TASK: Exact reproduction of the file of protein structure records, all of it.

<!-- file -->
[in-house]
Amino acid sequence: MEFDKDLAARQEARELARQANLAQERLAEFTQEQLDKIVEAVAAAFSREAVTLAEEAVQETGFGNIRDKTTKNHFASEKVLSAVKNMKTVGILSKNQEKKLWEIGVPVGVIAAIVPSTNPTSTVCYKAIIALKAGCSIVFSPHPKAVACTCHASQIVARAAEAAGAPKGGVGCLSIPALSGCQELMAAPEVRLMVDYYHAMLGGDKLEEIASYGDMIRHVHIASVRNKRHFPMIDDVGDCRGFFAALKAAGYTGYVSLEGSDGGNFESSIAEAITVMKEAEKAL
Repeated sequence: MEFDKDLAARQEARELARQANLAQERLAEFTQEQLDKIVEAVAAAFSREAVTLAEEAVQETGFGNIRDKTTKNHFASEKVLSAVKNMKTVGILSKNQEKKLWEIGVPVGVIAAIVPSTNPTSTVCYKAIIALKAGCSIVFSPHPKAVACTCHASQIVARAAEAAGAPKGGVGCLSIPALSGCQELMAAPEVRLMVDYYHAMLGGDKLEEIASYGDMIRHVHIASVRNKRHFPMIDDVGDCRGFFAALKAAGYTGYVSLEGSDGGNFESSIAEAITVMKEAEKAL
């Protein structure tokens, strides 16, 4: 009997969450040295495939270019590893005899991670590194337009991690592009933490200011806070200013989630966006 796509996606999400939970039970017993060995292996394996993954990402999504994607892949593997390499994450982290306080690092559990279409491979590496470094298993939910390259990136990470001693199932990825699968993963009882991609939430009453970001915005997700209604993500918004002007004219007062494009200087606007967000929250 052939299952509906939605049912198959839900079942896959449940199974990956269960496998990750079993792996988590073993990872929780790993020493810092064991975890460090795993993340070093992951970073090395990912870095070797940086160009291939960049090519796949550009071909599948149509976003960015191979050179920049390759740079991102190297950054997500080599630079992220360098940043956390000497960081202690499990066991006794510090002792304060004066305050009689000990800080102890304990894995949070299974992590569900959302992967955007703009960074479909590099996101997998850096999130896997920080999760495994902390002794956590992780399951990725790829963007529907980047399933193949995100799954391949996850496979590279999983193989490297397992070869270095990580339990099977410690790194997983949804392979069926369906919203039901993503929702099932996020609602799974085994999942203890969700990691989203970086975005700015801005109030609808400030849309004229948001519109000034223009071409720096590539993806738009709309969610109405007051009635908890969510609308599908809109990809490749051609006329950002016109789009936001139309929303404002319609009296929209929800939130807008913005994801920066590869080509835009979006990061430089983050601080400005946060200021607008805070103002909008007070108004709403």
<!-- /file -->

[in-house]
Amino acid sequence: MEFDKDLAARQEARELARQANLAQERLAEFTQEQLDKIVEAVAAAFSREAVTLAEEAVQETGFGNIRDKTTKNHFASEKVLSAVKNMKTVGILSKNQEKKLWEIGVPVGVIAAIVPSTNPTSTVCYKAIIALKAGCSIVFSPHPKAVACTCHASQIVARAAEAAGAPKGGVGCLSIPALSGCQELMAAPEVRLMVDYYHAMLGGDKLEEIASYGDMIRHVHIASVRNKRHFPMIDDVGDCRGFFAALKAAGYTGYVSLEGSDGGNFESSIAEAITVMKEAEKAL
Repeated sequence: MEFDKDLAARQEARELARQANLAQERLAEFTQEQLDKIVEAVAAAFSREAVTLAEEAVQETGFGNIRDKTTKNHFASEKVLSAVKNMKTVGILSKNQEKKLWEIGVPVGVIAAIVPSTNPTSTVCYKAIIALKAGCSIVFSPHPKAVACTCHASQIVARAAEAAGAPKGGVGCLSIPALSGCQELMAAPEVRLMVDYYHAMLGGDKLEEIASYGDMIRHVHIASVRNKRHFPMIDDVGDCRGFFAALKAAGYTGYVSLEGSDGGNFESSIAEAITVMKEAEKAL
């Protein structure tokens, strides 16, 4: 009997969450040295495939270019590893005899991670590194337009991690592009933490200011806070200013989630966006 796509996606999400939970039970017993060995292996394996993954990402999504994607892949593997390499994450982290306080690092559990279409491979590496470094298993939910390259990136990470001693199932990825699968993963009882991609939430009453970001915005997700209604993500918004002007004219007062494009200087606007967000929250 052939299952509906939605049912198959839900079942896959449940199974990956269960496998990750079993792996988590073993990872929780790993020493810092064991975890460090795993993340070093992951970073090395990912870095070797940086160009291939960049090519796949550009071909599948149509976003960015191979050179920049390759740079991102190297950054997500080599630079992220360098940043956390000497960081202690499990066991006794510090002792304060004066305050009689000990800080102890304990894995949070299974992590569900959302992967955007703009960074479909590099996101997998850096999130896997920080999760495994902390002794956590992780399951990725790829963007529907980047399933193949995100799954391949996850496979590279999983193989490297397992070869270095990580339990099977410690790194997983949804392979069926369906919203039901993503929702099932996020609602799974085994999942203890969700990691989203970086975005700015801005109030609808400030849309004229948001519109000034223009071409720096590539993806738009709309969610109405007051009635908890969510609308599908809109990809490749051609006329950002016109789009936001139309929303404002319609009296929209929800939130807008913005994801920066590869080509835009979006990061430089983050601080400005946060200021607008805070103002909008007070108004709403």